The government monopoly on money is a relatively recent phenomenon. Until the creation of the Federal Reserve just over 100 years ago, private banks could issue notes backed by gold that functioned akin to money.  

The era of government money has not been without some growing pains: The Fed’s reluctance to extend credit to cash-strapped banks in the aftermath of the stock market crash of 1929 was the proximate cause of the great recession, despite the fact that preventing such a thing was the main motivation for creating the Fed in the first place.  The 1970s stagflation, as well as the severe recession of the early 1980s that ended the inflationary spiral of the previous decade, was also a direct result of the Fed’s actions.  


Some monetary scholars go so far as to place the blame for every economic downturn since its creation--including the last one--on the actions of the Federal Reserve

There are also plenty of countries that have essentially forfeited their monopoly on money creation throughout the years through sheer government incompetence: People in 1980s Argentina and Zimbabwe in the last decade more or less abandoned the local hyper-inflated currency and resorted to barter or the use of other currencies to conduct trade.  

Reciting a few missteps by monetary authorities in the past does not constitute a coherent argument for ending the Fed, of course--we had plenty of recessions before its advent--but it does suggest that we should be wary of immediately dismissing any threat to the Federal Reserve’s monopoly over the monetary system.  With the rise of bitcoin and other alternative crypto-currencies, it may be worth having a conversation about what role the federal reserve should have in their development.  

The reflexive response by many is that the government should do nothing to help these crypto-currencies and that their very legality is a threat to our nation’s tax laws, monetary policy, and mores, as well as a well-functioning economy. Paul Krugman, for instance, opined that “their main use so far has been for an online version of those back-alley exchanges.”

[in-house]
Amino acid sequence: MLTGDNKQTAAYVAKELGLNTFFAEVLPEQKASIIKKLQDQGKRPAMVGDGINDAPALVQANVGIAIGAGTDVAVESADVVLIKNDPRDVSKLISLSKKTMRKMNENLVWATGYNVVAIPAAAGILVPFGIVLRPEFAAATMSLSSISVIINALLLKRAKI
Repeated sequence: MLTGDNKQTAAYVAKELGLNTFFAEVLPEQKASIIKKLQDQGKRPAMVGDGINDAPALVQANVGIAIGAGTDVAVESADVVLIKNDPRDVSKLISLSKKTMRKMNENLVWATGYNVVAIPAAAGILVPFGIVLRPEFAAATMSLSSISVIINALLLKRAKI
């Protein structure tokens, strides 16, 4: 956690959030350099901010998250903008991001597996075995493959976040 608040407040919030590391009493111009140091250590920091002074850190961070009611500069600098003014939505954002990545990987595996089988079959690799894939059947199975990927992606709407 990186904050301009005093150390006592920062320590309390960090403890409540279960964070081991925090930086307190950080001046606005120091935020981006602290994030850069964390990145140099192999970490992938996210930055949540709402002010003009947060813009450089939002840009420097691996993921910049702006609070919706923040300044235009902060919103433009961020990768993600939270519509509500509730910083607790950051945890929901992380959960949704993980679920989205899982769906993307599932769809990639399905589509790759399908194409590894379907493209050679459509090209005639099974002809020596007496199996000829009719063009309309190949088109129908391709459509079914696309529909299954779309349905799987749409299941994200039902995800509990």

A more reasonable response to alternative currencies would be to begin by acknowledging that the U.S. dollar is not going anywhere. It has had plenty of competition in the form of other nation’s currencies, and despite the advent of the Euro and rise of the Renminbi it has remained the world’s reserve currency. At the same time, the foes of these new currencies should recognize that the government doesn’t have the ability to completely shut down these markets, just as it would be hopeless to try to put a stop to the Ebays and Craigslists of the world.

This is not to say that the rise of virtual currencies is inexorable: the steep drop in the value of bitcoins over the last year as well as the collapse of a Tokyo-based exchange after a hacking attack cost investors millions has given pause to many nascent bitcoin investors. However, the ability to conduct transactions via computer not only anonymously but without either party needing to pay a fee to a credit card company suggests that there will always be financial incentives for their development.

Bitcoin proponents have tried to address concerns regarding its use in illicit transactions but with mixed results.  For instance, a newly-created bitcoin exchange called Coinbase worked assiduously to ease government concerns about the industry only to have New York and California regulators challenge its claims that it was regulated. California even issued a “consumer alert” warning that Coinbase lacked a license to operate its new exchange under the state’s laws for money transmission. The exchange also drew criticism for touting the ability of virtual currency to evade international sanctions imposed on Russia. 

The appropriate regulatory approach for the nascent cryptocurrency market is a tough needle to thread, but the status quo--where bitcoin and its ilk exist in a grey market, where illegal transactions can be easily done and no one who owns a bitcoin can be certain it won’t be stolen via cybertheft--is not anyone’s idea of an optimal arrangement.   

A light regulatory touch to preclude these untoward activities may not be possible, but if bitcoin and its imitators are to ever to be used by anyone other than the libertarians and anarcho-capitalists it will be almost surely necessary.

Brannon is a former senior economist at the U.S. Treasury.